6 thoughts on “What’s Radio For?”
JB: You and I are both fortunate to be able to crack a mic live on the air and get paid for it. We love the medium.
That said, though, without knowing what town you were having lunch in, I don’t know if a live, local jock would have been any better. Or if what you were hearing was any worse than going into a diner 40 years ago that had the local Drake-Chenault “Great American Country” automated client playing.
I spent a good chunk of the past year digitizing, cleaning up and organizing my aircheck collection. What surprised me in listening to some of these airchecks for the first time in years was how little truly local content there was, even back in the “good old days”. On a typical day, most of it was time, temp, artist, title, universal pop culture reference and clever lines that rarely had a local hook.
On the truly big stations, most of the local content wound up in the news—but half of the news was national and international, so we’re talking five minutes, max, of truly local. On the monster stations at their peak, even the commercials were largely national accounts.
Again, thank God live and local exists. I’m thrilled to still be doing it—especially for a station that has a 98-year history in my market. But I’m not sure voice-tracked stations are serving the public that much less than they would if or did when they were live.
Totally agree. Radio is best with local people on the air, behind the scenes, and in management. Radio is best when it’s part of the community. Radio is best when it is engaged and relevant. Radio is best when it “sounds” like it’s coverage area. “Interest, convenience and necessity” isn’t all that hard to do. Make an attempt to reflect what is important to your constituency. Make an attempt to inform, entertain, engage the listeners. You don’t have to be live in real time – except in times of emergency and crisis. But you do have to TRY to do it.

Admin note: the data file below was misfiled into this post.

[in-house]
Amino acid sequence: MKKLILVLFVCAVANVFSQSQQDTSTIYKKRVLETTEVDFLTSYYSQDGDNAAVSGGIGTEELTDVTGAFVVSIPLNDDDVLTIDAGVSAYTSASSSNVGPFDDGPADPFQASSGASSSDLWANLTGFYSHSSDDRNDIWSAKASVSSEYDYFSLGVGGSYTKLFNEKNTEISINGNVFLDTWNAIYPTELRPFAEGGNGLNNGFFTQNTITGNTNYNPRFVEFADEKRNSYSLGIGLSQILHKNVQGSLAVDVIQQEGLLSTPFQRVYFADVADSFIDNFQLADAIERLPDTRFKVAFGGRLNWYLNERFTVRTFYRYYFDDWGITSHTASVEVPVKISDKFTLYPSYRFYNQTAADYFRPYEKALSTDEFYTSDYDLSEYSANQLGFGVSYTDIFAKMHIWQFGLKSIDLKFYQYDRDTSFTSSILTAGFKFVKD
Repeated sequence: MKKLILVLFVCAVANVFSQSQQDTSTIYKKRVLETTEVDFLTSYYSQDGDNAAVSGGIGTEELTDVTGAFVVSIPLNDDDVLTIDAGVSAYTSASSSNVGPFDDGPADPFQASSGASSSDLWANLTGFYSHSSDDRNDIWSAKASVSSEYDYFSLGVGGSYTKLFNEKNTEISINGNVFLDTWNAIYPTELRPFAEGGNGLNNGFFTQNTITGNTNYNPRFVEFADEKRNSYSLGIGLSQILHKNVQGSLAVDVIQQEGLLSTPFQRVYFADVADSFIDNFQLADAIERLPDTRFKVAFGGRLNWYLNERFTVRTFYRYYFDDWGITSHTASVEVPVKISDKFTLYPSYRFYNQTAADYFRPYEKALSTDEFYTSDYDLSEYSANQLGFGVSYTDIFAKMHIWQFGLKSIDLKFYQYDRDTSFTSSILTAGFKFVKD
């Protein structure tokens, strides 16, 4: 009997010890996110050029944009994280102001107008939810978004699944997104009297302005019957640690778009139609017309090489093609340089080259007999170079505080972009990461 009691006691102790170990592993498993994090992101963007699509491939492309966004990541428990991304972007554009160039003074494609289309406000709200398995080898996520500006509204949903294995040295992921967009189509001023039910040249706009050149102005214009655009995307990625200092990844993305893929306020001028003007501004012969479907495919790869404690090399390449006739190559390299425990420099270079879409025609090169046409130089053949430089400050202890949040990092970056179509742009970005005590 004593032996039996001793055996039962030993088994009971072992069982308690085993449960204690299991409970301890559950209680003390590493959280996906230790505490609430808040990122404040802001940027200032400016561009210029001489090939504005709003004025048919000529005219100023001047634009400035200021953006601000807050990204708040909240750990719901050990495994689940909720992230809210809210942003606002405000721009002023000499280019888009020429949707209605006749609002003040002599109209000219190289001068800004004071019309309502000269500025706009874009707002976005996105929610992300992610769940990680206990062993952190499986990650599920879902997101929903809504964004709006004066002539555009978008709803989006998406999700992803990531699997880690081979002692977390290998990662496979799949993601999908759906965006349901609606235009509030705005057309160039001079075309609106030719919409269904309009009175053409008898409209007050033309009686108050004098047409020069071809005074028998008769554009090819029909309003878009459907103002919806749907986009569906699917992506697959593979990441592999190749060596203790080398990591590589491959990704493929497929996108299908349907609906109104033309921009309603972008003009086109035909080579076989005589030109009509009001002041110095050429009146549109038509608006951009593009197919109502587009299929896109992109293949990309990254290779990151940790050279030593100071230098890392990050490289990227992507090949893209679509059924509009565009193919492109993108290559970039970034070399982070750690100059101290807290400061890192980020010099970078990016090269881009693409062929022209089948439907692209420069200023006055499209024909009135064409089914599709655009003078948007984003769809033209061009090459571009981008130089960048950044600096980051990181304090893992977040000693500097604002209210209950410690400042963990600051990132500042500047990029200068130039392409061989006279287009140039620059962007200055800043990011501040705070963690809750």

It sounds like the initial selling point with all of this satellite stuff was to make any station sound like a big city station. I can see the appeal in that if you’re not thinking outside the box and are only worried about sounding like something you’re really not.
If you ever take a road trip and listen to the radio the whole time, you won’t find much difference. Most stations don’t have djs anymore. The ones that do mostly use satellite jocks, so you can literally hear the same songs and the same jock on a hours long drive.
I used to like listening to radio stations outside of my local area because there was actual variety. The jocks may not have all sounded like Charlie Tuna, but it was a lot more interesting.
Having said that, I can’t blame radio stations for refusing to branch out and take risks, both in music selection and using actual local jocks. I know some still do, but out of the six stations that I have programmed in my car radio, only one uses a live local jock a majority of the time.
I spent nearly 26 years on the radio, first 3 as a 15-18-year-old volunteer at a closed-circuit station for blind listeners, 20 years in commercial radio and 3 years from 2012-2015 back in it for (kinda) fun voice-tracking afternoons for an old radio boss at a station he had become part-owner of. Sadly, I received little direction during my early years and worked at a lot of time and temperature stations. I wish I had a PD that would have been willing to help me explore my inner personality and humor to propel me to a larger or major market. Never happened and I called it quits.
I’ve been more blessed during my full-time wedding and event DJ career than all those years in radio. It’s certainly stressful and I’m constantly having to update and rework my brand to stay competitive. I’m in more debt than I care to think about but the rewards are well worth it.
I will say there was one bright spot in my radio career. In 1992, as the PD of a local Music Of Your Life affiliate, the station was a Top 5 finalist for a Marconi that year in the category of big Band/Nostalgia Station Of The Year. We didn’t win, WPEN in Philadelphia did, but it certainly was an experience I will treasure for a lifetime.
Pingback: More About What Radio’s For | The Hits Just Keep On Comin'